Each pod has its own IP, hostname, processes, network interfaces and other resources.
A pod contains one or more containers. These containers share a node and some Linux namespaces (it's configurable, e.g. pod's containers by default do not share PID namespace).
Sharing network namespaces by pod's containers:
It makes sense to have multiple containers in a pod if these containers need to work together closely. The example below shows some web app and a sidecar container providing TLS support:
- some web API container and separate container that prepares data for that API (in some common storage)
- Istio service mesh
Containers in a single pod are scaled together.
All pods can talk to each other, and they are reachable from any node. Pods may define the ports they use in YAML, but they do not have to. It's only informative (and it gives possibility to name the ports, which is useful when creating Services for them).
Checking if pod accepts requests:
SSH into any node, and try to curl the IP address of a pod
create another Pod, get into it, and curl the other pod from it
k port-forward <pod-name> <pod-port>- it's the easiest thing to do, but the most complex under the hood. It can also be used with Services.
k logs <pod> - displays pod logs
-p- logs from the previous instance of the pod (if died)
Deleting a pod deletes the logs as well. Logs are kept in
on the nodes.
# Accessing Pods
k cp kiada:html/index.html /tmp/index.html- copying files to/from containers
k exec <pod> -- ps aux- execute a command in a pod (
k attach- attaches to stdin, stderr, stdin (useful if pod's container expects input). If stdin is not needed, it is not different than
k logs -f
- ephemeral containers - currently in Alpha
# Init Containers
Pod can have init container(s) specified. They start before the "main" container(s), finish successfully, and only then the "main" container(s) start.
"Main" containers run in parallel. Init containers run consecutively (1 at a time).
- prepare some files on a volume for main container
- configure some networking
- delay container start until some condition is met
- notify some external service that the pod is starting
Init containers should work in an idempotent way.
Pod's conditions (a part of "status"):
- PodScheduled - pod scheduled to a worker node
Restart policies of pods:
- OnFailure - only non-zero exit code causes a restart
These policies can be defined only on the pod level, not on the container level.
When container dies and gets restarted, there is a varying delay before the container starts:
First time is immediate, then it grows exponentially up to 5 minutes. This behaviour is reset if the container has run successfully for at least 10 minutes.
# Liveness Probe
K8s automatically restarts container that crashes. However, there are situtions when the app does not terminate, but is unhealthy (i.e., in a deadlock).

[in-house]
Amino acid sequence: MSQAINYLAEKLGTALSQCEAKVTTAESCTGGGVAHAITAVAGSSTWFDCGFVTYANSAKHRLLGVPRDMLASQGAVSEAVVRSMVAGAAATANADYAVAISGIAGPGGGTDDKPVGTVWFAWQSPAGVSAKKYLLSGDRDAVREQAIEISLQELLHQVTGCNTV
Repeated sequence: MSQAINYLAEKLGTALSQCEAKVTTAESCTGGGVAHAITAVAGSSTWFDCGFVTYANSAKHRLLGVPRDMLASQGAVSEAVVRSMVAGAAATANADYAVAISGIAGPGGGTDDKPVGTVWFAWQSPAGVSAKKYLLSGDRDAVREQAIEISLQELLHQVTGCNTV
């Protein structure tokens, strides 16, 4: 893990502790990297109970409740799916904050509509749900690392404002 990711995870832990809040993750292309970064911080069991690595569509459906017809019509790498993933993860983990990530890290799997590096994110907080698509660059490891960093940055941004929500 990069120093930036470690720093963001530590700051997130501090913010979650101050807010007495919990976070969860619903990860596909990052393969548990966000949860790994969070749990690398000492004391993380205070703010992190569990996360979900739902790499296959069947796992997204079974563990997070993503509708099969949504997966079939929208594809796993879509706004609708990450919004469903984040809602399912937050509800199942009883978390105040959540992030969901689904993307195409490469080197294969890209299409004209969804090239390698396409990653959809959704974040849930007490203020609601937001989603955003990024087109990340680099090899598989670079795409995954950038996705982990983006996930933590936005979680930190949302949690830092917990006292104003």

Liveness probe may be defined for every cotnainer in a pod. It is checked periodically. If container does not respond, it is considered unhealthy and is terminated (and restarted). They cannot be used with init containers.
- HTTP GET - response code between 200-399 is considered successful
- TCP socket - just a TCP connection is attempted
- Exec - executes a command inside of the container and checks exit code
Additional configurable parameters:
K8s does not mention anywhere that probe is successful. It could be logged by a tested container by an app running on it.
When probe fails, K8s tries to terminate the app gracefully (with TERM). If that
fails, it kills is forcefully (
# Readiness Probe
It is used to check if the pod is ready to accept requests. Like Liveness Probe supports three types.
Containers without Readiness probe are considered Ready as soon as they are started.
If Readiness Probe fails, a pod is removed from Endpoints object of a service. It is not restarted, like with the Liveness Probe.
# Startup Probe
Additional proble - Startup Probe may be added if the app is known to start long. Then, separate configuration is used to check app health during startup. We might define how long it should take for the app to start responding for health checks. It's perfectly normal for the Startup probe to fail a couple times initially. Successful Startup probe indicates that K8s should switch to the Liveness probe. It is usually executed at shorted intervals making sure the app is alive.
Only after Complete Startup the container may become Ready (via the Readiness Probe).
Usually both probes use the same endpoint, but they can be different (or even use different type).
There are two hooks:
- post-start - run immediately after the container is started parallelly to it
They are specified per container.
Init containes are similar to post-start hooks, but they're defined per pod.
They can be defined as HTTP GET, or as "exec" (just like probes). "tcpSocket" is not supported.
Container is in the "Pending" state until post-start is completed. Logs also cannot be seen even though container is already running. If the hook fails, the container is restarted.
The post-start HTTP hook should not be used if we want to target the same container with it (or the same pod in general). It could happen that the hook will be executed before the webserver is started in the container. It will cause a restart since HTTP request will fail. We end up in a restart loop. HTTP hook is good for notifying some other apps about the container starting.
The pre-stop hook is not invoked if the app terminates by itself.
If the pod is to be killed, a
TERM signal is sent to it. By default, 30s is
given for the container to shut down gracefully. It can be changed with the
terminationGracePeriodSeconds setting in
spec. If the time passes and
container still lives,
KILL is sent to it.